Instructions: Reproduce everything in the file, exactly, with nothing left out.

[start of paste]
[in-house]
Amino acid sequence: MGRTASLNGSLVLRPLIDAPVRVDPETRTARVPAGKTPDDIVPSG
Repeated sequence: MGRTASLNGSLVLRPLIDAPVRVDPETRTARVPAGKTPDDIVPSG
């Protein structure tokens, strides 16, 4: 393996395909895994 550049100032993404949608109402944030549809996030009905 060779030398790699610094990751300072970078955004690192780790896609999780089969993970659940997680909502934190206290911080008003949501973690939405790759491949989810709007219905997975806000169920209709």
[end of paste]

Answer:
[in-house]
Amino acid sequence: MGRTASLNGSLVLRPLIDAPVRVDPETRTARVPAGKTPDDIVPSG
Repeated sequence: MGRTASLNGSLVLRPLIDAPVRVDPETRTARVPAGKTPDDIVPSG
């Protein structure tokens, strides 16, 4: 393996395909895994 550049100032993404949608109402944030549809996030009905 060779030398790699610094990751300072970078955004690192780790896609999780089969993970659940997680909502934190206290911080008003949501973690939405790759491949989810709007219905997975806000169920209709």